Good point, Toke. Forgot about that. Of course doubling the number of hash algos used to 4
increases the space massively.
On 21 Oct 2010, at 22:51, Toke Eskildsen <te@statsbiblioteket.dk> wrote:
> Mark Harwood [markharw00d@yahoo.co.uk]:
>> Given a large range of IDs (eg your 300 million) you could constrain
>> the number of unique terms using a doublehashing technique e.g.
>> Pick a number "n" for the max number of unique terms you'll tolerate
>> e.g. 1 million and store 2 terms for every primary key using a
>> different hashing function e.g.
>
>> int hashedKey1=hashFunction1(myKey)%maxNumUniqueTerms.
>> int hashedKey2=hashFunction2(myKey)%maxNumUniqueTerms.
>
>> Then queries to retrieve/delete a record use a search for hashedKey1
>> AND hashedKey2. The probability of having the same collision on two
>> different hashing functions is minimal and should return the original record only.
>
> I am sorry, but this won't work. It is a variation of the birthday paradox:
> http://en.wikipedia.org/wiki/Birthday_problem
>
> Assuming the two hashfunctions are ideal so that there will be 1M different values from
each after the modulo, the probability for any given pair of different UIDs having the same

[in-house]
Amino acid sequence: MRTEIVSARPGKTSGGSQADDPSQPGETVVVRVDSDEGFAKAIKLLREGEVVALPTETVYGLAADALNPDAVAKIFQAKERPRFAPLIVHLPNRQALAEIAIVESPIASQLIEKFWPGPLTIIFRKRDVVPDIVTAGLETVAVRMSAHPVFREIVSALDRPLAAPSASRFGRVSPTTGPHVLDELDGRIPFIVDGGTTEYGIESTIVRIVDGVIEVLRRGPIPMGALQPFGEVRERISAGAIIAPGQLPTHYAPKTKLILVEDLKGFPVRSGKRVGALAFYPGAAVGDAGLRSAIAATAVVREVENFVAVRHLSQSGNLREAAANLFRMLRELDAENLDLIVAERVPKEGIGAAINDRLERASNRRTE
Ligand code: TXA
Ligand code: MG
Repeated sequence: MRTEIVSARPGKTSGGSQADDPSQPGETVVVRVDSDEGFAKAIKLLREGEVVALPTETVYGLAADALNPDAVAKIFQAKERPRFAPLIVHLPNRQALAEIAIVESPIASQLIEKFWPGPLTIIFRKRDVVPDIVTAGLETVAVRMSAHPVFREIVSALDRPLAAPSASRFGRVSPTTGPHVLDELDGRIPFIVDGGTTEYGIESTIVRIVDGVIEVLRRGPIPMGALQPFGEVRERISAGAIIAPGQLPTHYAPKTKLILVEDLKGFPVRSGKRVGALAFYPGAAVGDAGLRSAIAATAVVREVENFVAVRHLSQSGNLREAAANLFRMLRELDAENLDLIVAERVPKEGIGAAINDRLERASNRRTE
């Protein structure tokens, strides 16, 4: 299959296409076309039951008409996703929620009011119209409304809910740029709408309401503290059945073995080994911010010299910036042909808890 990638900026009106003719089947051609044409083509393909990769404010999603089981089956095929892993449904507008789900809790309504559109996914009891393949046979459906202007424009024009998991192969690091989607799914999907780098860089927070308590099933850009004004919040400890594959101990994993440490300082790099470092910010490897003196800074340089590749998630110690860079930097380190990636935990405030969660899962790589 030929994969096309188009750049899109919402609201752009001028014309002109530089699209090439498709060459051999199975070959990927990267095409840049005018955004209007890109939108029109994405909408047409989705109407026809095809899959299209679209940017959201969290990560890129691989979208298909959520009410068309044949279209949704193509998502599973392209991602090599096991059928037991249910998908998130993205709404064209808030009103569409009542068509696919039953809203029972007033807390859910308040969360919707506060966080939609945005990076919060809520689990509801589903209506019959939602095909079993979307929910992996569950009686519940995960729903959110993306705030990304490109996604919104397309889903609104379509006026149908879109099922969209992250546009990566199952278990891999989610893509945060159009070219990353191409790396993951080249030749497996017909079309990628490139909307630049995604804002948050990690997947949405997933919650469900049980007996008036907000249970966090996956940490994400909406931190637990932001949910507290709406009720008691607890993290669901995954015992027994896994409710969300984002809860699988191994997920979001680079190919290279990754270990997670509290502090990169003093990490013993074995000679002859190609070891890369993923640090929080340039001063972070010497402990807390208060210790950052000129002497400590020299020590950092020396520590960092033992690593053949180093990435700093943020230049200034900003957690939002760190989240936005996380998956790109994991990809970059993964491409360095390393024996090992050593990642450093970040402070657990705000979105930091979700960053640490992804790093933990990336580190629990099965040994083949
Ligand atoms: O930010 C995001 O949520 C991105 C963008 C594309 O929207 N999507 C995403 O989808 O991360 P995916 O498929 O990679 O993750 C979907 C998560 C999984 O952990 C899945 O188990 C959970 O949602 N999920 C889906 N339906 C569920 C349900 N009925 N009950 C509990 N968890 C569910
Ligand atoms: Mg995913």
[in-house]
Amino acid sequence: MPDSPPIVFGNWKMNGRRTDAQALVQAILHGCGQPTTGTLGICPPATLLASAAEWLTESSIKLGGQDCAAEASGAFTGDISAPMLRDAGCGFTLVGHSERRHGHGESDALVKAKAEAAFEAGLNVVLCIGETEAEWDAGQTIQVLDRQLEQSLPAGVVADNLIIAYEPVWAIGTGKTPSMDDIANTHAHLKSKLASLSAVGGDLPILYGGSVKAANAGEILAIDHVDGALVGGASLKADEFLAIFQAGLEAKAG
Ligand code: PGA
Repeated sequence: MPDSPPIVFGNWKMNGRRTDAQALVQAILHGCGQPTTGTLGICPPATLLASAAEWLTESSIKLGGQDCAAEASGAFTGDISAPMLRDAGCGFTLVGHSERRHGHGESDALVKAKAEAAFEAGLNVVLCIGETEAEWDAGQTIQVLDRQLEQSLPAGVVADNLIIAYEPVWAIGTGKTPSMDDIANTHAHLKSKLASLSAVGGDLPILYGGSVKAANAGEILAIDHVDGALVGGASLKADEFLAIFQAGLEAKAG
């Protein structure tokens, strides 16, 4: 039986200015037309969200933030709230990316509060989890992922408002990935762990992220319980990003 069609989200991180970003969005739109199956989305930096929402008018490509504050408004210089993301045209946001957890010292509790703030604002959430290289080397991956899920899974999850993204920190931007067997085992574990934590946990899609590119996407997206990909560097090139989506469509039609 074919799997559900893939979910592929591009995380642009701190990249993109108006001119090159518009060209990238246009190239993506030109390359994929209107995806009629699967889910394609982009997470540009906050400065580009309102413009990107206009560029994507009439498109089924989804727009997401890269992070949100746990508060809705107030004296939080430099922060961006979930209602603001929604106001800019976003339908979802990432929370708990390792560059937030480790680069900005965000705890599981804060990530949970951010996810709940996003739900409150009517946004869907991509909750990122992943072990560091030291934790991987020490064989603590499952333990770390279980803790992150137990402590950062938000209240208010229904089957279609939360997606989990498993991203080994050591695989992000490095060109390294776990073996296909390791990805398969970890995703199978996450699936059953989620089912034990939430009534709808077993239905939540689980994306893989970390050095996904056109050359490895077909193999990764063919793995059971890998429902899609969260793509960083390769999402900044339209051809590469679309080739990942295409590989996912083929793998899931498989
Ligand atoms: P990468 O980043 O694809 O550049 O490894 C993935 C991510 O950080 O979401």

hashes is 1/(1M * 1M). That's very low. Another way to look at it would be to say that there
are 1M * 1M possible values for the aggregated hash function.
>
> Using the recipe from
> http://en.wikipedia.org/wiki/Birthday_problem#Cast_as_a_collision_problem
> we have
> n = 300M
> d = 1M * 1M
> and the formula 1((d1)/d)^(n*(n1)/2) which gets expanded to
> http://www.google.com/search?q=1(((10000000000001)/1000000000000)^(300000000*(3000000001)/2)
>
> We see that the probability of a collision is ... 1. Or rather, so close to 1 that Google's
calculator will not show any decimals. Turning the number of UIDs down to just 3M, we still
get the probability 0.988889881 for a collision. It does not really help to increase the number
unique hashes as there are simply too many possible pairs of UIDs.
> 
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